I’m intrigued by Arizona State University’s plans to open its own law firm. More accurately, I have different takes depending on which of my moods is prevailing at a given point.
The Optimist appreciates the attempt to solve two problems at once. The first is the number of recent law school graduates carrying sizable debt and having trouble finding work in a tough job market. The second is the number of people who would benefit from legal services yet are unable to afford them. Bringing the two groups together, through programs featuring newly minted lawyers supervised by more seasoned practitioners, would provide valuable hands-on experience while at the same time making access to legal assistance for underserved populations.
It is possible that the younger participants will use programs such as ASU’s as a springboard to more lucrative employment, just as many Teach for America alumni go on to pursue professional options more lucrative than teaching. But that possibility doesn’t strike me as a problem, as even short-term participation could provide considerable benefits for all involved. (Indeed, the pilot program at Univ. of California Hastings College of the Law has been dubbed Lawyers for America.) Future corporate lawyers might derive some benefit from exposure to a different segment of the legal world, with clients presenting issues that corporate lawyers don’t typically encounter and compelling attorneys to view legal disputes through different lenses.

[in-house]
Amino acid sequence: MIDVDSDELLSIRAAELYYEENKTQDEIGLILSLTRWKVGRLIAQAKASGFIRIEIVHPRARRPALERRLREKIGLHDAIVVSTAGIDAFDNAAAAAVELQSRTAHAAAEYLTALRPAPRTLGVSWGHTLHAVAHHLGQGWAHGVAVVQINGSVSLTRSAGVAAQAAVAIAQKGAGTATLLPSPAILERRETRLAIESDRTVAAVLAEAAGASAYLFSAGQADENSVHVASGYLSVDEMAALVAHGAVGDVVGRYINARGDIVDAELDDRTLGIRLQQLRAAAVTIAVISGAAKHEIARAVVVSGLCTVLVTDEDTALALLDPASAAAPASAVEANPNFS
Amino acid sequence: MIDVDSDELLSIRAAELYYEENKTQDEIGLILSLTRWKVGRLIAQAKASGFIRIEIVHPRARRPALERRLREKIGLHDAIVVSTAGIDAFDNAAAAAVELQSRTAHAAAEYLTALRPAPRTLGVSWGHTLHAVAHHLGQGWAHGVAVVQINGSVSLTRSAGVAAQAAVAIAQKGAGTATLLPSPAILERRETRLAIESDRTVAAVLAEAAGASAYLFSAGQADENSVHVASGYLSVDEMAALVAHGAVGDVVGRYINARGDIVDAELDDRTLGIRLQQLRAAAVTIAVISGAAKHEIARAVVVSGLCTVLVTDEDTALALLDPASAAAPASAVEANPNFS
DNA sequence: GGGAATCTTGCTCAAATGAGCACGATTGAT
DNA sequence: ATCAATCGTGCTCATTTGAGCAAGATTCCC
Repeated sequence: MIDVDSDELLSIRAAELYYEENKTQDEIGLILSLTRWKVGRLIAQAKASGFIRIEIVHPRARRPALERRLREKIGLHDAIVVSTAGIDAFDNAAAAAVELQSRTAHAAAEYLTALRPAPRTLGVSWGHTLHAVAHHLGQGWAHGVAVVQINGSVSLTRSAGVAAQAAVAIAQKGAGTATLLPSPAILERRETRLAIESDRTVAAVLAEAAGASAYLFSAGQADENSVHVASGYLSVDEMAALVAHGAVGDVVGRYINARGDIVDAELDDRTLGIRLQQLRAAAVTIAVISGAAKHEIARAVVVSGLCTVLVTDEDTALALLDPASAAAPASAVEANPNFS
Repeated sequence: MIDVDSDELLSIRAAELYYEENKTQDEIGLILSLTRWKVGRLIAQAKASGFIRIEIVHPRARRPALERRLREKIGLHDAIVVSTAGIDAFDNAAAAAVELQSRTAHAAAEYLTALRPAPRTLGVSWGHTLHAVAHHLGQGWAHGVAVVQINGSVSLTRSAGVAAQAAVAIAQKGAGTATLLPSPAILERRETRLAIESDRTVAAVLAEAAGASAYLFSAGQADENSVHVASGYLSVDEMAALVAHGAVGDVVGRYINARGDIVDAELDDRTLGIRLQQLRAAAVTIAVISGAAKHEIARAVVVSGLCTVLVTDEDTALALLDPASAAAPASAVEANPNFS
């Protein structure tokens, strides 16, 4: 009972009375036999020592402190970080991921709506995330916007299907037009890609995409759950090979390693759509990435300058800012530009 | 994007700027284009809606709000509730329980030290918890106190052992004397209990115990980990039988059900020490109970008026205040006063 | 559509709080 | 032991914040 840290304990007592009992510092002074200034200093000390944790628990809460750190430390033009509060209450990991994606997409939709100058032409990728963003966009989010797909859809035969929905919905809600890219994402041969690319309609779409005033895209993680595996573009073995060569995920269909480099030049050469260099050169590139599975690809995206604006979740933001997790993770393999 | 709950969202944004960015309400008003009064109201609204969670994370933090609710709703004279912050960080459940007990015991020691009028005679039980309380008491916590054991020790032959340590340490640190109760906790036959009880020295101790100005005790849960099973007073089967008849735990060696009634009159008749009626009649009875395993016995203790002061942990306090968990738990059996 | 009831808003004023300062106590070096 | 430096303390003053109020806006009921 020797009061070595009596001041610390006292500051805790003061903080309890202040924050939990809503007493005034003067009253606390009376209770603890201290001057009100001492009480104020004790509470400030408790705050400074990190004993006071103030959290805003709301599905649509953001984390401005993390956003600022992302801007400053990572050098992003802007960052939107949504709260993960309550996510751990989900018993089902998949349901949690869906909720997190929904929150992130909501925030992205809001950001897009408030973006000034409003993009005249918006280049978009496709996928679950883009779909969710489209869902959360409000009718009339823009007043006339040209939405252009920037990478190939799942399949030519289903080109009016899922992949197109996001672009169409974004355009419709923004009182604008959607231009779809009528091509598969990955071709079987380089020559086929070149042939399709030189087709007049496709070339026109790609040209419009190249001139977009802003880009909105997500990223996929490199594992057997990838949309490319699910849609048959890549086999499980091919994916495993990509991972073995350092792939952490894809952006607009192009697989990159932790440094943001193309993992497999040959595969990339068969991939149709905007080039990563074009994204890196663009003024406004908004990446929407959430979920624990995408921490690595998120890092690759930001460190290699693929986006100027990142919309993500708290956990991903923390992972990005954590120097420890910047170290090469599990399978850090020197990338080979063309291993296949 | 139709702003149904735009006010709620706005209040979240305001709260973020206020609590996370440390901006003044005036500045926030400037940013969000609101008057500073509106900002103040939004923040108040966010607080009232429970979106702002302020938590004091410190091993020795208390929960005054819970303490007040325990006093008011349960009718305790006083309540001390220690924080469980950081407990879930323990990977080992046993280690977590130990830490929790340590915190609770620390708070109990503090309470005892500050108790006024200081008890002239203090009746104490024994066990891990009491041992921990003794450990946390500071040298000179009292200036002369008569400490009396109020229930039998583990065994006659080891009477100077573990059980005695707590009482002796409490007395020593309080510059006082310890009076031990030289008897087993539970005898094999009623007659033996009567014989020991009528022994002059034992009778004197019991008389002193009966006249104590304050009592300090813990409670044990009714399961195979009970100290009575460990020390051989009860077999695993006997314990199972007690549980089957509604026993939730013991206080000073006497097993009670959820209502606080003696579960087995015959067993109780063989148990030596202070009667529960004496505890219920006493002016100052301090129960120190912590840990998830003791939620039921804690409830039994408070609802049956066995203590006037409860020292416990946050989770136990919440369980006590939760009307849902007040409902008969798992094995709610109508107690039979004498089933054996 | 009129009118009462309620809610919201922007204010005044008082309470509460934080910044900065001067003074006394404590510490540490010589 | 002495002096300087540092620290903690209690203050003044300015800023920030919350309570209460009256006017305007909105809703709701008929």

The Skeptic wonders whether rates will be set at a level that allows markets to clear. The ASU program plans to charge its clients half of the region’s going hourly rate of $250. Far be it from me to badmouth 50% off anything, but how many people are likely to decide that they can afford legal services at $125/hr., but not at $250? If the number is small, then underserved communities will remain underserved.
The Cynic sees a program that will help the school boost its placement rates, thereby boosting its position in the U.S. News rankings. Schools with similar programs might also be looking to counter the narrative of a tight job market that has contributed to the decline in the number of applicants to law school. Increases in tuition revenue, from students reassured that some legal work will be available upon graduation, might very well exceed the costs of running these programs.
So which of these accounts sounds most convincing, or is there some merit to each?